“You cannot begin to control what you cannot see or measure”; a proverb that you may have heard but poignant to deciding the starting point should be to implement ‘Smart Metering’.
Smart meters enable monitoring of energy consumption in real time so you can create a detailed profile and see where the energy is going second by second. Monitor individual areas or particular pieces of equipment to isolate energy leaks and expose energy abusers.
Act on what you know
But, the energy data by itself will not save energy. The data needs to be analysed to understand the pattern of energy consumption and a targeting programme planned to achieve continual improvement.
This may be to identify wasted energy used outside of the working day above a defined baseline, or erratic energy spikes at different times of day or a heartbeat level that may be higher than it should be, considering the environment. The Smart Meter needs to be part of a combined energy management system with diagnostic tools to analyse trends and to provide valuable insight into energy consumption over time. Once you know the health of the power supply and where the energy is going, it is then possible to diagnose the problem, take control and reduce and eliminate energy wastefulness.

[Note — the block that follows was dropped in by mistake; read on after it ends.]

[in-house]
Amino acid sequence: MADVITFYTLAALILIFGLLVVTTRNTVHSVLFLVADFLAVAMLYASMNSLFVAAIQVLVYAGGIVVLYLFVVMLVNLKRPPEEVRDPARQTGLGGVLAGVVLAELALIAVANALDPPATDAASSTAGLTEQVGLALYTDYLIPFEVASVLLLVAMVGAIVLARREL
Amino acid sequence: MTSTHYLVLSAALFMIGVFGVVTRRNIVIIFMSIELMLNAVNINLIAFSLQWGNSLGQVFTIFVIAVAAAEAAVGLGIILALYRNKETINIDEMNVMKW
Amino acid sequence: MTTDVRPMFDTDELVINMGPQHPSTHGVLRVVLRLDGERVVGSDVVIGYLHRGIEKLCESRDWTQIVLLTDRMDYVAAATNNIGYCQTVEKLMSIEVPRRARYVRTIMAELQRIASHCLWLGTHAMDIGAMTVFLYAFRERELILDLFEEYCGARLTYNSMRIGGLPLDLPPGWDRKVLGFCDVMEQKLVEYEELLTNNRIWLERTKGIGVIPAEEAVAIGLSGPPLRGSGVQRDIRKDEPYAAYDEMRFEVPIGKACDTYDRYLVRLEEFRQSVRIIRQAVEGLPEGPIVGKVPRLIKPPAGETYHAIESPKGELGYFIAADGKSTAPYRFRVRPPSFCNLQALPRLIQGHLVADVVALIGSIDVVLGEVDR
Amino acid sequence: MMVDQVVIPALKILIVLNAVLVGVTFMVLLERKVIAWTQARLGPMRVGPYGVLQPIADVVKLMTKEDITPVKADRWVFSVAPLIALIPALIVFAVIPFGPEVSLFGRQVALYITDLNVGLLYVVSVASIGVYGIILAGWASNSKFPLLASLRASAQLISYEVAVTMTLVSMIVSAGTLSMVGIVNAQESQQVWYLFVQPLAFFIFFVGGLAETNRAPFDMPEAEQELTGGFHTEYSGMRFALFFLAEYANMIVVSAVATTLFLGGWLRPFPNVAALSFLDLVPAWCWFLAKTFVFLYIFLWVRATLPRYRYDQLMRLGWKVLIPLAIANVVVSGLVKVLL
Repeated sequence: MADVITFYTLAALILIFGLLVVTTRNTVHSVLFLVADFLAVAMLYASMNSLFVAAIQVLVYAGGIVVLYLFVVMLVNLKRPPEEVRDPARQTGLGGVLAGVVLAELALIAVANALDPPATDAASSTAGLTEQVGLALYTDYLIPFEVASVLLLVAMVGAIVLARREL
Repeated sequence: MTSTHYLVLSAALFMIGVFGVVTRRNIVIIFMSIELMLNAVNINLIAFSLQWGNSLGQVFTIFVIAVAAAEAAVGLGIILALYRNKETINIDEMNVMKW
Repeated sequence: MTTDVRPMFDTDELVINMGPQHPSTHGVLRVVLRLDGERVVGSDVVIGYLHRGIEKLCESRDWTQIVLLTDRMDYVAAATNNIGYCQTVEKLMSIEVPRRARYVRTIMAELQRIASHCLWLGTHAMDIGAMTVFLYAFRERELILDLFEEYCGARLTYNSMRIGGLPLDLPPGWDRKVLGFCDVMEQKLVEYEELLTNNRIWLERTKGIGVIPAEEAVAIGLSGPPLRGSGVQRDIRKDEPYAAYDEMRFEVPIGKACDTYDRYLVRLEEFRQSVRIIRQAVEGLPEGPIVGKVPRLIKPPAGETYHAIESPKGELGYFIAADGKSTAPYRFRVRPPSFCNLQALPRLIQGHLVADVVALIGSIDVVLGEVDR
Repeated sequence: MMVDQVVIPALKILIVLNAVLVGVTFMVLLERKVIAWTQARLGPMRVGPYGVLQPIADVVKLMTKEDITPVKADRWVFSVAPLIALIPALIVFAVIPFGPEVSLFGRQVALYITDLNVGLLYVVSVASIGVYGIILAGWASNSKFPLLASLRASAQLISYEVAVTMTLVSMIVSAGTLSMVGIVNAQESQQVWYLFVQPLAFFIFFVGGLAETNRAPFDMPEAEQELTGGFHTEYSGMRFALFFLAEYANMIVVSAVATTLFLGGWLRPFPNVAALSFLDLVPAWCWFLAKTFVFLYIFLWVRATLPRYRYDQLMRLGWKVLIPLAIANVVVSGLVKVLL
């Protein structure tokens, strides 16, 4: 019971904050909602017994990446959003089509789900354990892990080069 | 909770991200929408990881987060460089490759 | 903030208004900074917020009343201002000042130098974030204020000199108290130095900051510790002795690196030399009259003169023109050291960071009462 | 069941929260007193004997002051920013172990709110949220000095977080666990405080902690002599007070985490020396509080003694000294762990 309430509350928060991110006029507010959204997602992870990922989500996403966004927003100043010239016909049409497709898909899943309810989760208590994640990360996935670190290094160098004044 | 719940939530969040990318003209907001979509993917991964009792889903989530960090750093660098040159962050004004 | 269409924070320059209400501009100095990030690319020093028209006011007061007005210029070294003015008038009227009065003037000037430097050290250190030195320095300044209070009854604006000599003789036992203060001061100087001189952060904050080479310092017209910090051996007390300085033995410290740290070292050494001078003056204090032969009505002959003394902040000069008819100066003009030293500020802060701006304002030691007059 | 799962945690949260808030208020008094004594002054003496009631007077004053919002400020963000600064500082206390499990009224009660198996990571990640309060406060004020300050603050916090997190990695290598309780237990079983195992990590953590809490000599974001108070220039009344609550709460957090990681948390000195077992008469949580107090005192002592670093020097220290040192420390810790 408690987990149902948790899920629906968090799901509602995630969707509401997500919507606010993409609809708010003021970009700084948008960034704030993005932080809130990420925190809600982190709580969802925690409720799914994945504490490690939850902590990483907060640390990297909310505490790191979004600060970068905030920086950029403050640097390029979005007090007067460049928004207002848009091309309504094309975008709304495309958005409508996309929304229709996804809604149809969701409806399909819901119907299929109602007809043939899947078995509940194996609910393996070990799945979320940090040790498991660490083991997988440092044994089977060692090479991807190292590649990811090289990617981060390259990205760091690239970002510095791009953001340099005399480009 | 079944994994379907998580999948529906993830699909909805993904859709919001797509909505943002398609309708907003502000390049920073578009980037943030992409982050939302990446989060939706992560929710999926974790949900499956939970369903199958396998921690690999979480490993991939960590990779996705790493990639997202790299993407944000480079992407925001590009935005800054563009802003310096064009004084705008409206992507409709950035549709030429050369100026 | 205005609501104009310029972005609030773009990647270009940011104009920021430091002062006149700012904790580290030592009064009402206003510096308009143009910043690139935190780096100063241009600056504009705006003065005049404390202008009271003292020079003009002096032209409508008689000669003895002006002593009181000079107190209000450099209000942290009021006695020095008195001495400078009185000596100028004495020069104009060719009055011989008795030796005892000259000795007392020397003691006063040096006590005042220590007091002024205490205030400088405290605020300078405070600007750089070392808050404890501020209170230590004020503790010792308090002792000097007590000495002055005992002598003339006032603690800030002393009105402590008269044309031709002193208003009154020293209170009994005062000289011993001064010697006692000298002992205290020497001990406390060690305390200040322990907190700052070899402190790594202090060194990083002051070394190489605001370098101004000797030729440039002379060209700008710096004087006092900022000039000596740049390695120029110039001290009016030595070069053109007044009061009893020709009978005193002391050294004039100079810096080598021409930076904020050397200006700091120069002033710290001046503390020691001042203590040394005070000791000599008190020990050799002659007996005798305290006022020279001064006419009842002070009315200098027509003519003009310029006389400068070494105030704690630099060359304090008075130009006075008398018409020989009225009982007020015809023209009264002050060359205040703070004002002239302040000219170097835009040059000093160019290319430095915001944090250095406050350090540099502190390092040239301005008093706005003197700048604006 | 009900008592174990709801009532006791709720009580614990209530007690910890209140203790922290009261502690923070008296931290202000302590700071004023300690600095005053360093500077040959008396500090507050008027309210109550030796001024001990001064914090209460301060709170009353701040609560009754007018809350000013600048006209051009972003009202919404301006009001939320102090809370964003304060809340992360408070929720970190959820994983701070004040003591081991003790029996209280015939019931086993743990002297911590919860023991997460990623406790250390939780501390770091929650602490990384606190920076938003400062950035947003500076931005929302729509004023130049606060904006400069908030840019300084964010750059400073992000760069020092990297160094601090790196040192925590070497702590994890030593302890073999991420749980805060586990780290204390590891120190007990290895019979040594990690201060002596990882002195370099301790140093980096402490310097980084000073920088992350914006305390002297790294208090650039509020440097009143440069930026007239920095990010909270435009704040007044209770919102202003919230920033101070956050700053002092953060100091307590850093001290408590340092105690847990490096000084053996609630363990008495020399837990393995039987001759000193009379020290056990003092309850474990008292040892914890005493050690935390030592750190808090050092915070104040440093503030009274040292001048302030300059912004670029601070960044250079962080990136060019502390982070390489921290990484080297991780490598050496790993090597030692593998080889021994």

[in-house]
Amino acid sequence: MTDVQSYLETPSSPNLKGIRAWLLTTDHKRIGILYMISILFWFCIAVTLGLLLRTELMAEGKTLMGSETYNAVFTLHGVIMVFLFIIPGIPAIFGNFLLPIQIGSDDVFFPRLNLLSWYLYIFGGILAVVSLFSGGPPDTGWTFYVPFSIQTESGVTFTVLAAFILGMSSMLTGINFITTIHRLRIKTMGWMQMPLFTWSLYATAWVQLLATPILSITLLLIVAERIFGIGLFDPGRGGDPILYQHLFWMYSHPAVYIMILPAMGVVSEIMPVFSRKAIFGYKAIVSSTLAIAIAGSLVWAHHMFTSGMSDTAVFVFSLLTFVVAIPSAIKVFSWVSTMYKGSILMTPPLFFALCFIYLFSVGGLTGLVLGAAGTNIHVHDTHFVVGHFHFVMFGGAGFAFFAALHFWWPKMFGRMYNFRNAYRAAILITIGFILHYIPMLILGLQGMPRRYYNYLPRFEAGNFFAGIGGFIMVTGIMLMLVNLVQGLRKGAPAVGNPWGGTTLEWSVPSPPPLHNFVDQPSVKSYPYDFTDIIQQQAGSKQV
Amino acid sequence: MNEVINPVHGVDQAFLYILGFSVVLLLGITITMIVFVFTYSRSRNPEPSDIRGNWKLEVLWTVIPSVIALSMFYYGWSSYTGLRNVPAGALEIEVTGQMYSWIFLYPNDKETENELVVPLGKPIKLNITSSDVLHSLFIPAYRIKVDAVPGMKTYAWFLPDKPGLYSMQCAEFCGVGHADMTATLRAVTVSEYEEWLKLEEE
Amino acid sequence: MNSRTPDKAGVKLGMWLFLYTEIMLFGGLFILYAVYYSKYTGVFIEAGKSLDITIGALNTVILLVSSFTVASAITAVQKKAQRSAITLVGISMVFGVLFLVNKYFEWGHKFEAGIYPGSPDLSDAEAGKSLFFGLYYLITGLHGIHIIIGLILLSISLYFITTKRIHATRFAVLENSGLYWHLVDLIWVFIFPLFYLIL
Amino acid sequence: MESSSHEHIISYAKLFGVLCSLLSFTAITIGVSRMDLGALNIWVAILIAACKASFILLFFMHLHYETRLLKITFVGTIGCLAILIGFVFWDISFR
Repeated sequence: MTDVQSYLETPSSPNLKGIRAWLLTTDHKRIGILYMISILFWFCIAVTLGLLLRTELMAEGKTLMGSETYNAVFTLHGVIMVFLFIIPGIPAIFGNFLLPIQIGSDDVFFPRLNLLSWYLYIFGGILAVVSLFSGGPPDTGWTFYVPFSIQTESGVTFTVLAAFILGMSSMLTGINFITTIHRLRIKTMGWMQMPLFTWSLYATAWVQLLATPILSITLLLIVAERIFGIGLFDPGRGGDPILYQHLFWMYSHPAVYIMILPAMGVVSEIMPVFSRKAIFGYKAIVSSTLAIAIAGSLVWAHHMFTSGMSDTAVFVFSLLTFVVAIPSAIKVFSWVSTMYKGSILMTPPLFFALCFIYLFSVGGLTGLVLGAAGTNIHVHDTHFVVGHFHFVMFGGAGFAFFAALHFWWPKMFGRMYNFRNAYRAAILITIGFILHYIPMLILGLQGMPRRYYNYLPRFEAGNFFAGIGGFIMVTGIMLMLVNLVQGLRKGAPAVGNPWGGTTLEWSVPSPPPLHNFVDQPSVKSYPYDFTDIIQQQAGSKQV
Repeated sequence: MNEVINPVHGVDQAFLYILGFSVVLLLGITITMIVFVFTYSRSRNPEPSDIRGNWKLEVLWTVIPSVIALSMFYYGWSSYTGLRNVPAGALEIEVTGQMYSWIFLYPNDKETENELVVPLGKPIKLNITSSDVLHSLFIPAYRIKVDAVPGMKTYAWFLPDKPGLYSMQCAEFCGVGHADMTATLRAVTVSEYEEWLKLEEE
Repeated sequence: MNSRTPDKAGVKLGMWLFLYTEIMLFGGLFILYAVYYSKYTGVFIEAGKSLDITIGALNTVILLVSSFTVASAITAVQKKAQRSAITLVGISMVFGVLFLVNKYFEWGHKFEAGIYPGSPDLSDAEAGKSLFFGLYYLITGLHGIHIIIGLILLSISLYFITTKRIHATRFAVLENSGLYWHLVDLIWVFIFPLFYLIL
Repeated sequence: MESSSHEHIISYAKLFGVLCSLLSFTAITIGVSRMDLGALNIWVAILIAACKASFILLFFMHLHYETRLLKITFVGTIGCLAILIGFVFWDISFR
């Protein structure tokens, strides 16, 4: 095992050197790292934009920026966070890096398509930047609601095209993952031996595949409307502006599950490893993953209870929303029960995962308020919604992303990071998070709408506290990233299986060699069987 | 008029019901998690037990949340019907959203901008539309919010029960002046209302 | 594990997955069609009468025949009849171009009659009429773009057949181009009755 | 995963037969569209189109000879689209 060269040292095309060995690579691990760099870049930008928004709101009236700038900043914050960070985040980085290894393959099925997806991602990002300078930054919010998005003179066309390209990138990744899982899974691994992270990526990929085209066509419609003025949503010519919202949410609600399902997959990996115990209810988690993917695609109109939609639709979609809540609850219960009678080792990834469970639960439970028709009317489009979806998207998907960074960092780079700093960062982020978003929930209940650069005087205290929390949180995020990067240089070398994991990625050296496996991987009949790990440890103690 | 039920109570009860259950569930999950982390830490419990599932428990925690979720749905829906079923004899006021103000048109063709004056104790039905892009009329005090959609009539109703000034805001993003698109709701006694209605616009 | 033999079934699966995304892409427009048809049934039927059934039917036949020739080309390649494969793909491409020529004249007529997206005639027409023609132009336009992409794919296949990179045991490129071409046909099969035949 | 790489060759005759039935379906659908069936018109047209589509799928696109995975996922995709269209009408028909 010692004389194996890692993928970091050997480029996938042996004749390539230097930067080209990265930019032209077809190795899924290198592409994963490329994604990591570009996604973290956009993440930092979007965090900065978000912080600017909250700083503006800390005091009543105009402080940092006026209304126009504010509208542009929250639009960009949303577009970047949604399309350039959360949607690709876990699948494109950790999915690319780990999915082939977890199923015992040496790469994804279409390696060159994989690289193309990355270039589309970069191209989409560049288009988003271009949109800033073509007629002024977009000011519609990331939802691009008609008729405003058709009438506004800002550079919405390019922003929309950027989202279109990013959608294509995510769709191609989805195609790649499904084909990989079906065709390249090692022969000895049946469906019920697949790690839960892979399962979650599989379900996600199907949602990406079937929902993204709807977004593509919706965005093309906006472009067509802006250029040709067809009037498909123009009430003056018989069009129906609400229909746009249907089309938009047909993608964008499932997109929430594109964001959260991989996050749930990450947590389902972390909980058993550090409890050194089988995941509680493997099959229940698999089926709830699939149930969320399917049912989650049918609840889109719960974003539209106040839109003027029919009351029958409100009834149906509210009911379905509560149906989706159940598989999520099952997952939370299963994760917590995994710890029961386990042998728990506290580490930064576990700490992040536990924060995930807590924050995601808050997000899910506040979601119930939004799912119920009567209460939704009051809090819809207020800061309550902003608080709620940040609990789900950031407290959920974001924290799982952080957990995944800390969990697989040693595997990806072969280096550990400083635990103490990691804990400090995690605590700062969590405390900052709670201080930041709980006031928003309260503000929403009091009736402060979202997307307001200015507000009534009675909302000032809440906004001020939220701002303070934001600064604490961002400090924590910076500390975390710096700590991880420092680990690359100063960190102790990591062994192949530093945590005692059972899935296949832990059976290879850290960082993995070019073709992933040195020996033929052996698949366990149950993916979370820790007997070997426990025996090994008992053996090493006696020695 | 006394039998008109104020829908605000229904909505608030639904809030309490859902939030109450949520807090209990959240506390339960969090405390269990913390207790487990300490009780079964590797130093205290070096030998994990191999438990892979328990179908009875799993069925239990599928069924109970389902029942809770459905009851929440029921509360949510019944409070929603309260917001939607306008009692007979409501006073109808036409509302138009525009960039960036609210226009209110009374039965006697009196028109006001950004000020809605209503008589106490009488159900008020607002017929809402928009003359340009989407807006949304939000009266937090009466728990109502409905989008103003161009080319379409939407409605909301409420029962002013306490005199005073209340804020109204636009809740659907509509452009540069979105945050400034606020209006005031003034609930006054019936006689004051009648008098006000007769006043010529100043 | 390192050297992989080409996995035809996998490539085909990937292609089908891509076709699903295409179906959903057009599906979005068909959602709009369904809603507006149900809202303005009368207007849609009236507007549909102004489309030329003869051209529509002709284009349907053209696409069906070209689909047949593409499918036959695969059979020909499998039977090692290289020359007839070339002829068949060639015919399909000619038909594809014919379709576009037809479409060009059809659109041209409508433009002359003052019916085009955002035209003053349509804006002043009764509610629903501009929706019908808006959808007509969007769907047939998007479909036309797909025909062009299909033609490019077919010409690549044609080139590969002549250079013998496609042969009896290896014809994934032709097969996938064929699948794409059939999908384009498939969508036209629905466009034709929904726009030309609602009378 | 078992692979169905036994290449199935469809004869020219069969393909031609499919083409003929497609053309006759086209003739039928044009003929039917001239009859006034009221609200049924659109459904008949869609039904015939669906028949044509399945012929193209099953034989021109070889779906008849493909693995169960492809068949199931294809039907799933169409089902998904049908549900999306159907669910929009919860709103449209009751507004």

If the ‘smart meter energy management system’ has built in alarms, it can trigger warnings so that variances or anomalies can be investigated as they happen to respond immediately and prevent excessive use.
Get everyone on board
If the energy data can be exhibited in a prominent position, such as on a display monitor in the company reception for all to see, it creates awareness among a building’s occupants, suppliers and customers to provide incentive and empowerment to change their behaviour in a positive manner.